with an indistinct dedication in Russian; signed in Cyrillic, inscribed and dated 'Koktebel'/1918' (lower right) pencil, watercolour and ink on paper 26 x 34.7 cm (10¼ x 13½ in)
Maksimilian Aleksandrovich Voloshin’s Koktebel at Dusk evokes a sense of calm which pervades the work. The rippled plains of Koktebel are marked with pencil, their skin-like folds adding an almost life-like quality to the landscape, as the mountainous expanse seems to heave a deep sigh. Above, the sun in all its glory casts a spherical, hazy light, the reflection of which is caught in the expanse of water below. The poetic nature and prominence given to the circular sun recalls the work of Vincent van Gogh (1853-1890), in the way that it dominates and ripples outwards, as well as the work of Voloshin’s contemporary Nikolai Konstantinovich Roerich.
The serenity of the scene is enhanced by the artist’s use of a restrained palette of blue, brown and green hues. The free, fluid movement of the artist’s hand, and the apparent ease with which he delineates his forms, underline Voloshin’s deep spiritual connection with Koktebel.
Koktebel, formerly known as Planerskoye, lies in southeastern Crimea, and is an area where Voloshin spent much of his childhood. Derived from the words töbe, meaning ‘hill’ or ‘mountain’, and kök, meaning ‘sky blue’, the origins of the name Koktebel, ‘Land of the blue hills’, are Turkic. Koktebel featured prominently in Voloshin’s poetry and art, with his first collection of verse, published in 1910, containing over a dozen poems dedicated to the area. In addition to many watercolours, such as the present work, Voloshin devoted some sixty poems to this corner of the Crimea. ‘Never were a poet’s works so closely bound up with the place where he lived. He recreated the semi-mythical world of the Cimmerii in pictures and verses. He painted landscapes of primeval eastern Crimea. Nature itself seemed to respond to Voloshin’s art.’¹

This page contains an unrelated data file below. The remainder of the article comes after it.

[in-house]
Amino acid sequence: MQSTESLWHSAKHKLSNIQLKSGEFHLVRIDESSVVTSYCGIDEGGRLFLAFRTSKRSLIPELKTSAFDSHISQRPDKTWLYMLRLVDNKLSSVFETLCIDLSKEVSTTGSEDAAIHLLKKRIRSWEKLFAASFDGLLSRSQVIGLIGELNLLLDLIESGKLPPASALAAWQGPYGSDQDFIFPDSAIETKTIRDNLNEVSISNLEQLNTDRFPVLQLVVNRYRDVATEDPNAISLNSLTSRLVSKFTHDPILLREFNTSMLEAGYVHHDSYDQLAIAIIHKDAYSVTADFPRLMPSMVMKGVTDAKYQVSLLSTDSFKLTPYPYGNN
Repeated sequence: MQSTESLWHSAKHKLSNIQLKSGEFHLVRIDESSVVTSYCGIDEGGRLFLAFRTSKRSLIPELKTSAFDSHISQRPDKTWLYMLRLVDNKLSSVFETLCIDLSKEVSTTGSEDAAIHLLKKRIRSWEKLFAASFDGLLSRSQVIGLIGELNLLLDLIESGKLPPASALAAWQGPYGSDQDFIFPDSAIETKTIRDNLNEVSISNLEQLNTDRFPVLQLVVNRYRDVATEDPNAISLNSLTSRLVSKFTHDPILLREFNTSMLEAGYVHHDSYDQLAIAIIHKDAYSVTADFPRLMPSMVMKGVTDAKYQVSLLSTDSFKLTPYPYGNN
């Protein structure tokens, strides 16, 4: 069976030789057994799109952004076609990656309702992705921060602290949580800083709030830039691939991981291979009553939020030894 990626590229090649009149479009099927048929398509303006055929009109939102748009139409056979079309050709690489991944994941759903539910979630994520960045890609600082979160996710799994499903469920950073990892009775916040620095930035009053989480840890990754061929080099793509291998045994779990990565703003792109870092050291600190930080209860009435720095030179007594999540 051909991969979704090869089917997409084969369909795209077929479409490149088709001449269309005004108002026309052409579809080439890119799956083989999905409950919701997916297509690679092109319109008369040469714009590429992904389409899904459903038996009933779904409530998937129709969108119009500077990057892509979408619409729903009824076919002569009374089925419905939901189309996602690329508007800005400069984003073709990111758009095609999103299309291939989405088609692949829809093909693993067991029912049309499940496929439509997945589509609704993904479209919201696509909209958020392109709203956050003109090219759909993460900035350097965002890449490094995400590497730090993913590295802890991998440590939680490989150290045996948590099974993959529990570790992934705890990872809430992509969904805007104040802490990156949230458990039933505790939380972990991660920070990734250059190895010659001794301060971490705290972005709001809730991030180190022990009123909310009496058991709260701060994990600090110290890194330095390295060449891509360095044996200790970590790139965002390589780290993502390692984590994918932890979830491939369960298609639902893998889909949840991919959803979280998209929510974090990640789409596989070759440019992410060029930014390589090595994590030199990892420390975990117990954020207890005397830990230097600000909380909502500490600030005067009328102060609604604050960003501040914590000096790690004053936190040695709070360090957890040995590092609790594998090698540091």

Many of Voloshin’s landscapes of Koktebel were created from memory, becoming almost fantastical interpretations rather than exact reflections of the landscape. Voloshin created a mystical land, much like Roerich, and Konstantin Fyodorovich Bogaevsky (1872-1943). Voloshin was credited with launching the artistic career of Bogaevsky when he wrote a series of essays entitled Konstantin Bogaevsky, and stylistic comparisons are often made between the two artists.
One of the key representatives of Russian Symbolism, Voloshin was a poet, artist, philosopher and literary critic. His first collection of poetry appeared in 1910, and his collected essays were published in 1914. His poems were praised for their considerable historical observation, and drew on experiences from the First World War, the Russian Revolution and the ensuing Russian Civil War, appealing ‘in the days of revolutions to be a human, not a citizen... in the disturbances of wars to realize the oneness. To be not a part, but all: not from one side, but from both’.
During the latter years of his life, Voloshin accompanied his literary and philosophical studies with painting, and gained additional recognition as a subtle watercolourist, with depictions of Crimean landscapes, such as the present work, forming the majority of his artistic legacy.
¹ Sossinsky, S., ‘Keeping Aloof or Joining In the Fray’, in Moscow News, History; No.41, October 27, 1999.